How musical is your family?

In today’s post, I’m going to give you a tool to determine how musical your family is. I teach early childhood music classes at my church and we use a great curriculum called Making Music Praying Twice. The authors of the curriculum have come up with a great tool to help you objectively measure how musical you are at home, with this evaluation, from their blog.


1.      The children and adults listen to music together
a.       at concerts
b.      throughout the day at home
c.       in the car
d.      if the TV show we’re watching has music. Do commercials count?

2.      My children see Mom
a.       playing instruments and/or singing regularly for myself
b.      singing nursery rhymes and kids’ songs to them
c.       singing along to the radio and TV and at Mass
d.      telling others that she is “tone-deaf.”

3.      My children see Dad
a.       playing instruments and/or singing regularly for myself
b.      singing nursery rhymes and kids songs to them
c.       singing along to the radio and TV and at Mass
d.      telling others that he is “tone-deaf”

4.      My children see me dance
a.       at performances and rehearsals
b.      at several community and family gatherings
c.       around the house frequently
d.      maybe once at my cousin’s wedding

5.      Our current music collection
a.       includes a variety of music from different styles and cultures.
b.      includes special CDs we’ve gotten for the kids.
c.       includes my favorite music from when I was in high school.
d.      is buried in the garage.

6.      Our home has
a.       two or more musical instruments for adult use.
b.      one serious instrument used in the home.
c.       kiddy instruments for the kids to use.
d.      I think that Elmo toy came with a maraca.

7.      Written music
a.       is represented in my child’s décor, toys and books.
b.      is used frequently in our home.
c.       is around for the older kids’ music lessons.
d.      is available at our local library.

8.      Are we composers?
a.       Yes, at least one adult in our home writes vocal or instrumental music.
b.      We make up silly little songs all the time.
c.       We change around the words to songs to make them funny or meaningful. (“Kelly has a big sheepdog” instead of “Mary had a little lamb”)
d.      No.


3 points for every a.
2 points for every b.
1 point for every c.
0 points for every d

Interpreting the Results

0 – 7 This is good time to really work on your home environment. Make sure to try to add fun music time to your day. Remember, you need to have fun and love music if you want it for your children.Don’t let your own fears and insecurities stop you. It is better for your child to see you try imperfectly, than to wait any longer to have music as a part of his life. The Homeschool Edition provides further guidance and can help you to make improvements in your musical home-life right away.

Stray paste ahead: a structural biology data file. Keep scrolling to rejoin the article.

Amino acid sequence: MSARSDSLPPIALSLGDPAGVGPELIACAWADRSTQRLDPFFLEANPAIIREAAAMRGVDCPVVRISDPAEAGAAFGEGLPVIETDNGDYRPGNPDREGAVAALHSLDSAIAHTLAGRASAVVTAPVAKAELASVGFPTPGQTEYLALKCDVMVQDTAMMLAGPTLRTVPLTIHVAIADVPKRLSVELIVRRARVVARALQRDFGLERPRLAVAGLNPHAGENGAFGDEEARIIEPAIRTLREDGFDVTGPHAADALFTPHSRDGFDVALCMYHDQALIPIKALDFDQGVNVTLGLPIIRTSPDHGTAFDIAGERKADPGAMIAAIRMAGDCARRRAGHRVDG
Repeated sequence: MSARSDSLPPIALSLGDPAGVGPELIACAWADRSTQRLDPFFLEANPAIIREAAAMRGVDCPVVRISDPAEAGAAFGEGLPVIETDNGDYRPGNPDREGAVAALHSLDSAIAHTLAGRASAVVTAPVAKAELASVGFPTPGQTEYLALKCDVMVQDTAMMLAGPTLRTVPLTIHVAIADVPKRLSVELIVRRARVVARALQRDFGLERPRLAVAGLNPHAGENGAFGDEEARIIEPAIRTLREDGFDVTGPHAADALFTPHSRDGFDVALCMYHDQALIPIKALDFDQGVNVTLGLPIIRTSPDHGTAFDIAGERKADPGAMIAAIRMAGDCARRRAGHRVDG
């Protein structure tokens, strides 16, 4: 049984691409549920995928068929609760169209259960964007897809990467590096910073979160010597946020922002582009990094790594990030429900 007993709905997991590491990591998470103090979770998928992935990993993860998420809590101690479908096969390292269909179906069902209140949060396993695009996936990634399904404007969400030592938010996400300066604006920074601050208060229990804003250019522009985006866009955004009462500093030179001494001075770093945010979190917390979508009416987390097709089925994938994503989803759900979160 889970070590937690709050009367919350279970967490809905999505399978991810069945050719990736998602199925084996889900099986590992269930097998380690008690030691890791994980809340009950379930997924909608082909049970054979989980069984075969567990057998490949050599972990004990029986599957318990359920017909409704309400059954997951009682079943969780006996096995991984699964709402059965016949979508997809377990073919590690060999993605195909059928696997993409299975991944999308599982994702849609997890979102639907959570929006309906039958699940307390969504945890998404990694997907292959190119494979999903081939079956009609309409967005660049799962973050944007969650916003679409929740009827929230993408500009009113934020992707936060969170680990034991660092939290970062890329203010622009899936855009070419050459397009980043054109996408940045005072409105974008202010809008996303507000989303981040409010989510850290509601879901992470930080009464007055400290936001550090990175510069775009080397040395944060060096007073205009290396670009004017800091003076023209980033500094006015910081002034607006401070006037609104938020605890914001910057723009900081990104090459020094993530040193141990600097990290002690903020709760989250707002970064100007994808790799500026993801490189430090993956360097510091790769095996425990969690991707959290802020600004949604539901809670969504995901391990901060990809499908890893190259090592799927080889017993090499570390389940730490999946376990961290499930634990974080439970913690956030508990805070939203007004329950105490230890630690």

8 – 20 You have the skills to create a musical environment for your child, but you can do more. Use this as an opportunity to be more conscious of the musical choices you make at home and try to fill your child’s daily schedule with more opportunities for music. Be especially aware of suggestions in the Homeschool Edition Manual that help you to add music to mealtime, bath time, bedtime, etc.Also, you may need enhance your music equipment and CD collection. CD recommendations are provided in the manual.

21 – 35 You are doing great. Now you need to integrate the specific skills and content we present in this program to help your children. The Homeschool Edition Manual with guide you in creating Unstructured Education Plans for your child which specifically deal with the issue of environment.In your plan, take your current musical environment and try to add one or two elements to it so you could retest and gain at least 2 points.

36 – 48 You have a naturally strong musical home. Your child is likely already progressing well in music development simply by being in this environment. Try to integrate the Making Music Praying Twice curriculum into your family’s musical life, and add a structured music time to your week. You have the ability to use the curriculum in a rich and meaningful way for your child.

If you found yourself in one of the first two groups, don’t worry. Maybe your life is really hectic, or maybe you are unsure of your musical skills. Maybe you’re just not sure what kind of music is children’s music, (because, what does that even mean?) or maybe even think you hate children’s music. If this sounds like you, it doesn’t mean that you aren’t musical, but just that it will take a little nudge to take music from something that your family passively absorbs into something that you actively experience together.

Notice that I didn’t use the word perform. Really, you are doing that, every time to make music or move to music, but let’s put that word out of our minds. Few of us identify ourselves as music performers. We can be music-makers though. No matter your level of experience or level of comfort, you can find music that is meaningful, fun, and that you can share with your family.

For the next few posts, we’re going to look at different reasons your home environment may not be as musical as you would like, and we will find way to take the music that you enjoy and turn it into a fun, significant, and instructive experiences for our littlest music makers.

Comments: How did you do on the evaluation? Which reason or reasons are keeping you from being more musical at home?

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